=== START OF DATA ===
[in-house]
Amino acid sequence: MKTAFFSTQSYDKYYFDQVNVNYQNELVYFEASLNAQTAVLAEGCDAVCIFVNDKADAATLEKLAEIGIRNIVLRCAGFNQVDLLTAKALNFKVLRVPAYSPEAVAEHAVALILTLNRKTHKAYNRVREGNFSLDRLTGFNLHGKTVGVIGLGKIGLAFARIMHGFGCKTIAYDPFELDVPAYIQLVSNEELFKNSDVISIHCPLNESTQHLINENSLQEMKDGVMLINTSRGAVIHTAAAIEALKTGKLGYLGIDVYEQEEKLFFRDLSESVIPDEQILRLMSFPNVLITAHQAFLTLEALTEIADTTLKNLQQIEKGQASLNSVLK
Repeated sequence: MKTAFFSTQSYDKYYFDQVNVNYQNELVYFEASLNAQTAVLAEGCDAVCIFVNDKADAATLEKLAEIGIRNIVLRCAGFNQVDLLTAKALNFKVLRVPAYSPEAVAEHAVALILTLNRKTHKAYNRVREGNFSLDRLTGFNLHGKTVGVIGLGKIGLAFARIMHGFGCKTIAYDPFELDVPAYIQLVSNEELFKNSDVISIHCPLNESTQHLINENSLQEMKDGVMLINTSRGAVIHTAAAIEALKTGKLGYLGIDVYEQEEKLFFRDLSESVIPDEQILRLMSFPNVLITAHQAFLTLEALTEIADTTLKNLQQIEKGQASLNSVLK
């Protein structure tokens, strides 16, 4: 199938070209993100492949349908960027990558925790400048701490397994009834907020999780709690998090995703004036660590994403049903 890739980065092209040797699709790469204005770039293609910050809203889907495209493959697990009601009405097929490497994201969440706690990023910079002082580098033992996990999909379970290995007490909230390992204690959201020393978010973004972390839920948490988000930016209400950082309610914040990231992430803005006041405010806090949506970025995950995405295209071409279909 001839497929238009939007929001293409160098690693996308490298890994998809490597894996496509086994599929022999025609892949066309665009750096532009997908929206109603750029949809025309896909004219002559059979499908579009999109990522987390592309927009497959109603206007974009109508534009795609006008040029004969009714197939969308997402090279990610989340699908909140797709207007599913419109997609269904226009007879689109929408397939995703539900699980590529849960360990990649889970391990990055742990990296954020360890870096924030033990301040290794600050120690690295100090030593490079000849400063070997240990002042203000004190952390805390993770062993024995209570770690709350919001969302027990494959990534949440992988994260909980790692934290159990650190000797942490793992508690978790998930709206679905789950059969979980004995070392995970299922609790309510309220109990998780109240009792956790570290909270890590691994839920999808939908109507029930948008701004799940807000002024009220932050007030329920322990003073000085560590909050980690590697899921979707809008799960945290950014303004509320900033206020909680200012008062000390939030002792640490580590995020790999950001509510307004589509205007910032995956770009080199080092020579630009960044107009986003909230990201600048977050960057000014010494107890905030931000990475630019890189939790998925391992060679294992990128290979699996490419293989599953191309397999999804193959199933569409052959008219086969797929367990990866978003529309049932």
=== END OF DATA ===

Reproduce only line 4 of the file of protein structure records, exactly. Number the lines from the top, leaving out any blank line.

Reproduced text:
């Protein structure tokens, strides 16, 4: 199938070209993100492949349908960027990558925790400048701490397994009834907020999780709690998090995703004036660590994403049903 890739980065092209040797699709790469204005770039293609910050809203889907495209493959697990009601009405097929490497994201969440706690990023910079002082580098033992996990999909379970290995007490909230390992204690959201020393978010973004972390839920948490988000930016209400950082309610914040990231992430803005006041405010806090949506970025995950995405295209071409279909 001839497929238009939007929001293409160098690693996308490298890994998809490597894996496509086994599929022999025609892949066309665009750096532009997908929206109603750029949809025309896909004219002559059979499908579009999109990522987390592309927009497959109603206007974009109508534009795609006008040029004969009714197939969308997402090279990610989340699908909140797709207007599913419109997609269904226009007879689109929408397939995703539900699980590529849960360990990649889970391990990055742990990296954020360890870096924030033990301040290794600050120690690295100090030593490079000849400063070997240990002042203000004190952390805390993770062993024995209570770690709350919001969302027990494959990534949440992988994260909980790692934290159990650190000797942490793992508690978790998930709206679905789950059969979980004995070392995970299922609790309510309220109990998780109240009792956790570290909270890590691994839920999808939908109507029930948008701004799940807000002024009220932050007030329920322990003073000085560590909050980690590697899921979707809008799960945290950014303004509320900033206020909680200012008062000390939030002792640490580590995020790999950001509510307004589509205007910032995956770009080199080092020579630009960044107009986003909230990201600048977050960057000014010494107890905030931000990475630019890189939790998925391992060679294992990128290979699996490419293989599953191309397999999804193959199933569409052959008219086969797929367990990866978003529309049932």